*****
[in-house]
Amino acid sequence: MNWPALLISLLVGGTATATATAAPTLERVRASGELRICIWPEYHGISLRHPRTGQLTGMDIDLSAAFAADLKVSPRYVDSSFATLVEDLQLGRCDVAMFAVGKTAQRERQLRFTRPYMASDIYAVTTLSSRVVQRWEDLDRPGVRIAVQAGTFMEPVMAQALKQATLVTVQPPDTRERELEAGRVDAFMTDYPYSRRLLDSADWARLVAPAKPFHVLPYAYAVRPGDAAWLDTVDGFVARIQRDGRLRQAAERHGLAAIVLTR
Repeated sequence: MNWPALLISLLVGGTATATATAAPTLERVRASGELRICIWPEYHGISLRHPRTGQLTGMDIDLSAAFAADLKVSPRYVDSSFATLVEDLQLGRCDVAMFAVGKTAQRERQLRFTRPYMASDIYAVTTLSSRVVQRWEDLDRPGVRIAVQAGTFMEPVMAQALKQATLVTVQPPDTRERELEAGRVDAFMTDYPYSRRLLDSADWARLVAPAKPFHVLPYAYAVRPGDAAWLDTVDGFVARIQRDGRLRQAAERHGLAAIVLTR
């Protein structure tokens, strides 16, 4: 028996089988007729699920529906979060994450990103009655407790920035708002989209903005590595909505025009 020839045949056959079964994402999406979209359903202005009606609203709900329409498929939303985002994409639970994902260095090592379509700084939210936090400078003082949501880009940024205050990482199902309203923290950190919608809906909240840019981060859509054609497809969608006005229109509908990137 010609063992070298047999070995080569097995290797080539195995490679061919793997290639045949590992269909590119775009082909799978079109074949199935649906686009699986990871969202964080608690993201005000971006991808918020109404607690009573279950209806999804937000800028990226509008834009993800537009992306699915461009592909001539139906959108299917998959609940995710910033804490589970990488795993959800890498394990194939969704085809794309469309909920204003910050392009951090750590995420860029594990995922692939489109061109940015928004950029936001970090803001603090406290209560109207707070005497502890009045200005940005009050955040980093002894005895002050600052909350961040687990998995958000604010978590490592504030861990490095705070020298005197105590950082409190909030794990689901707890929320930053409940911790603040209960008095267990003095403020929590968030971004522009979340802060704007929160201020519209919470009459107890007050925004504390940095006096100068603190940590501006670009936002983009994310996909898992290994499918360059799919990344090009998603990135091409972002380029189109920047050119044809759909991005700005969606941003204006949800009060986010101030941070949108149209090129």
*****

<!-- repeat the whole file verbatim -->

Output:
[in-house]
Amino acid sequence: MNWPALLISLLVGGTATATATAAPTLERVRASGELRICIWPEYHGISLRHPRTGQLTGMDIDLSAAFAADLKVSPRYVDSSFATLVEDLQLGRCDVAMFAVGKTAQRERQLRFTRPYMASDIYAVTTLSSRVVQRWEDLDRPGVRIAVQAGTFMEPVMAQALKQATLVTVQPPDTRERELEAGRVDAFMTDYPYSRRLLDSADWARLVAPAKPFHVLPYAYAVRPGDAAWLDTVDGFVARIQRDGRLRQAAERHGLAAIVLTR
Repeated sequence: MNWPALLISLLVGGTATATATAAPTLERVRASGELRICIWPEYHGISLRHPRTGQLTGMDIDLSAAFAADLKVSPRYVDSSFATLVEDLQLGRCDVAMFAVGKTAQRERQLRFTRPYMASDIYAVTTLSSRVVQRWEDLDRPGVRIAVQAGTFMEPVMAQALKQATLVTVQPPDTRERELEAGRVDAFMTDYPYSRRLLDSADWARLVAPAKPFHVLPYAYAVRPGDAAWLDTVDGFVARIQRDGRLRQAAERHGLAAIVLTR
């Protein structure tokens, strides 16, 4: 028996089988007729699920529906979060994450990103009655407790920035708002989209903005590595909505025009 020839045949056959079964994402999406979209359903202005009606609203709900329409498929939303985002994409639970994902260095090592379509700084939210936090400078003082949501880009940024205050990482199902309203923290950190919608809906909240840019981060859509054609497809969608006005229109509908990137 010609063992070298047999070995080569097995290797080539195995490679061919793997290639045949590992269909590119775009082909799978079109074949199935649906686009699986990871969202964080608690993201005000971006991808918020109404607690009573279950209806999804937000800028990226509008834009993800537009992306699915461009592909001539139906959108299917998959609940995710910033804490589970990488795993959800890498394990194939969704085809794309469309909920204003910050392009951090750590995420860029594990995922692939489109061109940015928004950029936001970090803001603090406290209560109207707070005497502890009045200005940005009050955040980093002894005895002050600052909350961040687990998995958000604010978590490592504030861990490095705070020298005197105590950082409190909030794990689901707890929320930053409940911790603040209960008095267990003095403020929590968030971004522009979340802060704007929160201020519209919470009459107890007050925004504390940095006096100068603190940590501006670009936002983009994310996909898992290994499918360059799919990344090009998603990135091409972002380029189109920047050119044809759909991005700005969606941003204006949800009060986010101030941070949108149209090129």